• have a hard time with conflict resolution,
• are weak face-to-face communicators,
• lack discipline, and
• are unable to slow down in life.
Solution #2: Teach them depth, and focus on relationships.
If you think you can keep your teenagers entertained better than the rest of their culture, forget it! Your students have more than enough content to fill a lifetime. But what none of these distractions can give them, you can—real relationships. Nothing substitutes for the love and care of a real human being. Jesus reminded us that nothing is greater than love. He created us for community and formed us for friendship. There’s not a student on the planet who doesn’t need to be loved, seen, welcomed, encouraged, challenged, built up, and prayed-for.
[tweet_dis]No matter how bored or passive your students seem to be, your hands-on commitment to them is never wasted.[/tweet_dis] In a hands-off world, everything matters—all the phone calls, texts, trips to games or activities, outings, prayers, lunch runs, crisis interventions, and hang-out times. Believe it or not, your students will remember these human interventions into their stories their whole lives. Most have never been taught patience or perseverance, so they’re used to people quitting if they don’t get immediate gratification. Your perseverance with them will shock their soul and open them to Jeuss. Model faithfulness and commitment. Sink your roots into their lives, and show your students that you’ll be there for them, because Jesus is there for you.
And as you’re building intentional relationships with your students disciple them in worship. When you’re driving with them, play worship music. Talk about what you’re listening to—give them the back-story of the artist, and ask questions about the lyrics. Describe why you love certain songs. Point to worship songs as a profound source of encouragement in your everyday life. To cement your advocacy, take a few students to a worship concert. Nothing compares with a live worship experience. And, of course, ask them to help lead the group into a deeper experience of worship.
Problem #3: We’ve Focused On the Wrong Thing
Youth ministry is wild, fun, crazy, and chaotic. It’s also more unpredictable and experimental than any other ministry in the church. We’re experts on pizza parties, fun activities, big events, lock-ins, movie nights, game nights, root-beer floats, nachos, wacky videos, wacky leadership, and wacky lifestyles. We can watch Jimmy Fallon or a performer on Saturday Night Live do something, and skillfully copy it the next day.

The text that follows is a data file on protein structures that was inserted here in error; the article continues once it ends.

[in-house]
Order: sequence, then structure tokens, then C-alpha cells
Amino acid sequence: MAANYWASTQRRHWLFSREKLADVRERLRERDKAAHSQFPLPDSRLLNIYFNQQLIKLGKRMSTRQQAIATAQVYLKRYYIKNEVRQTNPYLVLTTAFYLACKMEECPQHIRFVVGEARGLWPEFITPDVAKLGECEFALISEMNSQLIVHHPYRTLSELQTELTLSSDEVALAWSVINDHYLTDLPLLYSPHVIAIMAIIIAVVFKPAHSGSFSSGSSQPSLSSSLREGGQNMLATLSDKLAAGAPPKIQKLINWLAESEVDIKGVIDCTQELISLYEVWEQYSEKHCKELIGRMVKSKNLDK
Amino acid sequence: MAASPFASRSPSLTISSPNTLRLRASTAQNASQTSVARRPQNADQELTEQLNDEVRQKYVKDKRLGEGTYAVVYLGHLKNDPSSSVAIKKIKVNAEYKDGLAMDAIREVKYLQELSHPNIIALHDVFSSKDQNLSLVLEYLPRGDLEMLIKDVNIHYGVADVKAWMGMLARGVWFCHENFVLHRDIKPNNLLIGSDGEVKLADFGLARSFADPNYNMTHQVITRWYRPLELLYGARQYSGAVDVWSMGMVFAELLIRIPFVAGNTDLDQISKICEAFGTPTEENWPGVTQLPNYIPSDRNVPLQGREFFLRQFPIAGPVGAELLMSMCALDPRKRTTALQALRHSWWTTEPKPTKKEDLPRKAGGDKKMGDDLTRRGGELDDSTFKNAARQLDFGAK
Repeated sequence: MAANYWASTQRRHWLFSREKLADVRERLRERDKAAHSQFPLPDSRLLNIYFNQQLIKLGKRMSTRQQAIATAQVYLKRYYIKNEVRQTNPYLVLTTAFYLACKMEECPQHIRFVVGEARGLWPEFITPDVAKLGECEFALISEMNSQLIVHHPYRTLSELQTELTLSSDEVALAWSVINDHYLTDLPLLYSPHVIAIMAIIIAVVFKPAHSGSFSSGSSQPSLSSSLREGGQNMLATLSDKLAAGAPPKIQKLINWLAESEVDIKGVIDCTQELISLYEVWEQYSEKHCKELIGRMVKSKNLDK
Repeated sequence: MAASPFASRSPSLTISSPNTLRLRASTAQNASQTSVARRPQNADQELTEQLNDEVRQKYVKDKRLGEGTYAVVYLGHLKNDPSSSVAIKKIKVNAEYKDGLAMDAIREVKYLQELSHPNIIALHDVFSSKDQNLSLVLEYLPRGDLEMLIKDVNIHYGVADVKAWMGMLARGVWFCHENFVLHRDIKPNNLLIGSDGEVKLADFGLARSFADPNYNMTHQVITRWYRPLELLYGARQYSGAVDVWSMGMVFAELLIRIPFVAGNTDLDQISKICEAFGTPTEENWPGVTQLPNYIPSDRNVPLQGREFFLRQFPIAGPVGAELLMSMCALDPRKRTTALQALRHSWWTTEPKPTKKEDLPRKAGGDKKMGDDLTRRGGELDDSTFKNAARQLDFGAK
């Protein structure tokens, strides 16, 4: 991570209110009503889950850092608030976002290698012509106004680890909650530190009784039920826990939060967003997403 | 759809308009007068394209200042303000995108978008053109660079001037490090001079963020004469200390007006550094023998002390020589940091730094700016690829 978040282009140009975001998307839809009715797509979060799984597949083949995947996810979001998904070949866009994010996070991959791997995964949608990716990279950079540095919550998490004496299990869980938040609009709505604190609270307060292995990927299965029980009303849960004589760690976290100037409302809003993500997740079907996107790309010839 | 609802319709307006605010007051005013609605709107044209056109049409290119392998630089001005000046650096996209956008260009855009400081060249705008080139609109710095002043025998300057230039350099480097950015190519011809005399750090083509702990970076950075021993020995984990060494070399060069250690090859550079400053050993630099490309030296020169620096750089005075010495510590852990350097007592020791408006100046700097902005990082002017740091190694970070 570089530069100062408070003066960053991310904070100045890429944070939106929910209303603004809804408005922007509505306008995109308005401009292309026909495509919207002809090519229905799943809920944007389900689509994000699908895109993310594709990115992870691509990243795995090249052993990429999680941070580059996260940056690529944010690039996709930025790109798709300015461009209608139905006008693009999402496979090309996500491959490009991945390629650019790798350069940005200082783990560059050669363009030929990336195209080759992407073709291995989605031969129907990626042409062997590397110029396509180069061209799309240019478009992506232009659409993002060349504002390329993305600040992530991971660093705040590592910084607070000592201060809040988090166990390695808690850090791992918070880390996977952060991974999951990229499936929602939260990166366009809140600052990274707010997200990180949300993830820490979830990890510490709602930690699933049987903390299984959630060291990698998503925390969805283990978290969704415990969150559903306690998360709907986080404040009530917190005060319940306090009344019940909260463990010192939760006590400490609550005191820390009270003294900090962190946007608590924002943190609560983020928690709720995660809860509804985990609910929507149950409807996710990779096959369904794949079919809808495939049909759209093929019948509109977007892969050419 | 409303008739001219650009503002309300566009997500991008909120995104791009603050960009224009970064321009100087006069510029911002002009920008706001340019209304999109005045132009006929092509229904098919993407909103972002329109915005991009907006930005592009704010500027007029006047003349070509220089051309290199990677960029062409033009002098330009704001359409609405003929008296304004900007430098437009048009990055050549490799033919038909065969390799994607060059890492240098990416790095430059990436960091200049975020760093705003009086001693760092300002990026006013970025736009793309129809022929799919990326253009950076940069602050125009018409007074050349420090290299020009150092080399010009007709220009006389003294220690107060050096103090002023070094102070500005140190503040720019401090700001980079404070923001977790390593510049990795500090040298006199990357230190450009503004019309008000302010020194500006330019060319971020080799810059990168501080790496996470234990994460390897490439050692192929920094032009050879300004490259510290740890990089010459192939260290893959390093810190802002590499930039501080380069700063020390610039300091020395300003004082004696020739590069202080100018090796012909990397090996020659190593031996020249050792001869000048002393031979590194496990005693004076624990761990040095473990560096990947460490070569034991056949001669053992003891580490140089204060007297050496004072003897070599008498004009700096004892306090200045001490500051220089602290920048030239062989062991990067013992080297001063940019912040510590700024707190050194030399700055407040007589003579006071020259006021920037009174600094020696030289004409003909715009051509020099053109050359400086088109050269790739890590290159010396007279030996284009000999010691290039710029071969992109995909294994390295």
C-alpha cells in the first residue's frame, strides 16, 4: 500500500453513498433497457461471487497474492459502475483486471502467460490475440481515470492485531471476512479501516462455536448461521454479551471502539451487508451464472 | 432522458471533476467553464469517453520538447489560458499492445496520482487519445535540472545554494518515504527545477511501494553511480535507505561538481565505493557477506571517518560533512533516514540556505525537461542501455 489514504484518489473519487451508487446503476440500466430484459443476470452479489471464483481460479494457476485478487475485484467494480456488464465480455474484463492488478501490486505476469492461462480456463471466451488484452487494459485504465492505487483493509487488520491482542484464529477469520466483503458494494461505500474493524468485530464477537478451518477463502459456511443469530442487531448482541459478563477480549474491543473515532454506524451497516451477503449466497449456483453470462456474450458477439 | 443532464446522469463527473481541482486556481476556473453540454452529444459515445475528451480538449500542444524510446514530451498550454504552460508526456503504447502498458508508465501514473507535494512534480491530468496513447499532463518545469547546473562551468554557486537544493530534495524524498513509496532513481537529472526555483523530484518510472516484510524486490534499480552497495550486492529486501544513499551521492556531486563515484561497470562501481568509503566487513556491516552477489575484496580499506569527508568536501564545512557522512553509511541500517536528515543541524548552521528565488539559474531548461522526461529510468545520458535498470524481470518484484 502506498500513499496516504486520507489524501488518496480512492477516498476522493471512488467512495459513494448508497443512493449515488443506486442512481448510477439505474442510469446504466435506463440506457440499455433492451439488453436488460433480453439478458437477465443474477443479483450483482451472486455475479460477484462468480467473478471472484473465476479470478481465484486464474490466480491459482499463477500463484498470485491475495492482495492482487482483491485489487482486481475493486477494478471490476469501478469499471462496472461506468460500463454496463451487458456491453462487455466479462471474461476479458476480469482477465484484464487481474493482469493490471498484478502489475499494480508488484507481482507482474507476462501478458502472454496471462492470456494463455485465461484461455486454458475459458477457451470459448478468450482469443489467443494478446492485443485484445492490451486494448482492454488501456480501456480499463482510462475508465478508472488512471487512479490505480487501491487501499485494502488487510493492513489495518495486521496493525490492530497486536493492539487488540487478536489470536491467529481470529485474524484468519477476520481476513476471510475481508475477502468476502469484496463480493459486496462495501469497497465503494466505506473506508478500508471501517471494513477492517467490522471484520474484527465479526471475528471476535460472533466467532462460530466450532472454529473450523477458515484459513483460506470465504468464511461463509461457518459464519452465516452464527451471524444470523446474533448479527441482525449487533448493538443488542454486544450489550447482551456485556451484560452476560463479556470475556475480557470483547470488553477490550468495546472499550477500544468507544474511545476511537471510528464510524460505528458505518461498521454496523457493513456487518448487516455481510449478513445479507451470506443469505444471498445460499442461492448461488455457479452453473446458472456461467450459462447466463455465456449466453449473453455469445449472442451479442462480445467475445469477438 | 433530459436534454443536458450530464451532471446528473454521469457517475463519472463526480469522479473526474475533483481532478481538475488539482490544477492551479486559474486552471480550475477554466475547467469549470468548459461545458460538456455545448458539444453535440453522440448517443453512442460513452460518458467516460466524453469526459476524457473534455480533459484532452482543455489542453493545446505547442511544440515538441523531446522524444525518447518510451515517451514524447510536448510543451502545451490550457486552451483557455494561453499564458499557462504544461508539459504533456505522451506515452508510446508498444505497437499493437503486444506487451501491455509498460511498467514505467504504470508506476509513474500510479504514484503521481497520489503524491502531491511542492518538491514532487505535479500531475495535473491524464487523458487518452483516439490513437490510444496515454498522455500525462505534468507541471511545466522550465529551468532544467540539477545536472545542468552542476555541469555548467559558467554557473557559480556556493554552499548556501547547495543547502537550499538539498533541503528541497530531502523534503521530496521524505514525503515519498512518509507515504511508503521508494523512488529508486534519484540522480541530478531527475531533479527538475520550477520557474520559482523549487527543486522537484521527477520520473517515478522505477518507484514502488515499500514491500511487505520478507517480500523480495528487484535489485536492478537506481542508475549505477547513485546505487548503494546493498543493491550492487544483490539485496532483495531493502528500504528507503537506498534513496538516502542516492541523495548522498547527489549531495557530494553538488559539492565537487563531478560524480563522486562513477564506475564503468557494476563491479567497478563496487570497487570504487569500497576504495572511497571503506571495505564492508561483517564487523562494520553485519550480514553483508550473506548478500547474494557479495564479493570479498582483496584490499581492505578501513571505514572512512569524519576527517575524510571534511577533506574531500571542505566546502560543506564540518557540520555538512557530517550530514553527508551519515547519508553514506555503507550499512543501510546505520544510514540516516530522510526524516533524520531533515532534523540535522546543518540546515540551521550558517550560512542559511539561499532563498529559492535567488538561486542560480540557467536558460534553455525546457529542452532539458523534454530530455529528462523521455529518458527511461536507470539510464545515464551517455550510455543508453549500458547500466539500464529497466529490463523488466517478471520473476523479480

But we can’t copy Hillsong United or Rend Collective, no matter how hard we try. Sure, we can pour a lot of energy and creativity into a cool youth room, our stage may look hip and relevant, and even our worship team can look the part. Our screen technology might be cutting-edge, our lighting system calibrated just right, and our setting Pinterest-perfect. But we simply can’t match the professional recording standards of recording artists. We don’t have Phil Wickham as a worship leader, and it’s not possible to match a professionally mixed recording. So don’t kill yourself over all that stuff. Yes, strive for excellence. But never make it the point.
Solution #3: Teach them worship, and focus on the point.
Jesus said a time is coming when the true worshippers will worship him “in Spirit and in truth.” Worship is a lifestyle. Our students are on a journey, so don’t give up on them! There was a time when worship didn’t mean a lot to you—look where God has you now.
The word worship literally means “worth-ship.” Show your group what Jesus is worth. Introduce them to his beauty. Teach a four-week series on why we worship. For those who don’t want to sing, and them to look at the words on the screen and make the words their prayer. Challenge them to lay down their choices for a few minutes to focus on their connection to God. As they warm up to it, teach them about generosity in praise. Model the importance of being still, of a “broken and contrite heart.” Invite them to do what all people have done for all time—use their bodies to express their “spiritual act of worship.” Connect them back to their foundational purpose in life—to know Jesus and worship him with all their heart.